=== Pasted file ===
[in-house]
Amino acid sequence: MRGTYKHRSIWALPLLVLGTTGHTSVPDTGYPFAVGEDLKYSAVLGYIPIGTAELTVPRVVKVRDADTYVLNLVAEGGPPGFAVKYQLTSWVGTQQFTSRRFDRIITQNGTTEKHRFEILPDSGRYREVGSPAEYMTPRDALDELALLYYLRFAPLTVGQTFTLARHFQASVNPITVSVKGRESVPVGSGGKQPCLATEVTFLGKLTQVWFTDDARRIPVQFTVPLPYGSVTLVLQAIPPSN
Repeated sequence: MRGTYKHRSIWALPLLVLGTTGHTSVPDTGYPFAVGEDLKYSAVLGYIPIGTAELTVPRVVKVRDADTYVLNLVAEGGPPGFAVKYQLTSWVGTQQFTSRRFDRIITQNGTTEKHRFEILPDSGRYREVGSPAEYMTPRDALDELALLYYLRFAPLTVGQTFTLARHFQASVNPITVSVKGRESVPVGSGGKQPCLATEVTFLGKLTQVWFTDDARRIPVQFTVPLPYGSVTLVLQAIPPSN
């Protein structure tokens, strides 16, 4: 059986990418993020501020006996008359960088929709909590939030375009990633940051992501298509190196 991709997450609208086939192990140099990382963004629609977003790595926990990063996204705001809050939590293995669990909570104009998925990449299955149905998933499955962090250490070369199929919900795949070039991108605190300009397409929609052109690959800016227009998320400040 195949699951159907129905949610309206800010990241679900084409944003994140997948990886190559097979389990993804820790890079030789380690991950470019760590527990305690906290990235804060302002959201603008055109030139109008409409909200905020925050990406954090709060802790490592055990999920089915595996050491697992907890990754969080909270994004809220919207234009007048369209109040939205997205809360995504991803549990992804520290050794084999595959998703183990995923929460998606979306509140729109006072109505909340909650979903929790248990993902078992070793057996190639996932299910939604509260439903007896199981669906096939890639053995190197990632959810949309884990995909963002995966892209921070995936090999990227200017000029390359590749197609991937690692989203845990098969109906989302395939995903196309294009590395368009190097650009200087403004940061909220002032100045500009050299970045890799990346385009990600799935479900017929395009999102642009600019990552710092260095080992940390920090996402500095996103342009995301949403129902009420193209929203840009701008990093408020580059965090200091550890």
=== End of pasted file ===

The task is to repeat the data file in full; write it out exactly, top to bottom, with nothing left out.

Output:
[in-house]
Amino acid sequence: MRGTYKHRSIWALPLLVLGTTGHTSVPDTGYPFAVGEDLKYSAVLGYIPIGTAELTVPRVVKVRDADTYVLNLVAEGGPPGFAVKYQLTSWVGTQQFTSRRFDRIITQNGTTEKHRFEILPDSGRYREVGSPAEYMTPRDALDELALLYYLRFAPLTVGQTFTLARHFQASVNPITVSVKGRESVPVGSGGKQPCLATEVTFLGKLTQVWFTDDARRIPVQFTVPLPYGSVTLVLQAIPPSN
Repeated sequence: MRGTYKHRSIWALPLLVLGTTGHTSVPDTGYPFAVGEDLKYSAVLGYIPIGTAELTVPRVVKVRDADTYVLNLVAEGGPPGFAVKYQLTSWVGTQQFTSRRFDRIITQNGTTEKHRFEILPDSGRYREVGSPAEYMTPRDALDELALLYYLRFAPLTVGQTFTLARHFQASVNPITVSVKGRESVPVGSGGKQPCLATEVTFLGKLTQVWFTDDARRIPVQFTVPLPYGSVTLVLQAIPPSN
């Protein structure tokens, strides 16, 4: 059986990418993020501020006996008359960088929709909590939030375009990633940051992501298509190196 991709997450609208086939192990140099990382963004629609977003790595926990990063996204705001809050939590293995669990909570104009998925990449299955149905998933499955962090250490070369199929919900795949070039991108605190300009397409929609052109690959800016227009998320400040 195949699951159907129905949610309206800010990241679900084409944003994140997948990886190559097979389990993804820790890079030789380690991950470019760590527990305690906290990235804060302002959201603008055109030139109008409409909200905020925050990406954090709060802790490592055990999920089915595996050491697992907890990754969080909270994004809220919207234009007048369209109040939205997205809360995504991803549990992804520290050794084999595959998703183990995923929460998606979306509140729109006072109505909340909650979903929790248990993902078992070793057996190639996932299910939604509260439903007896199981669906096939890639053995190197990632959810949309884990995909963002995966892209921070995936090999990227200017000029390359590749197609991937690692989203845990098969109906989302395939995903196309294009590395368009190097650009200087403004940061909220002032100045500009050299970045890799990346385009990600799935479900017929395009999102642009600019990552710092260095080992940390920090996402500095996103342009995301949403129902009420193209929203840009701008990093408020580059965090200091550890």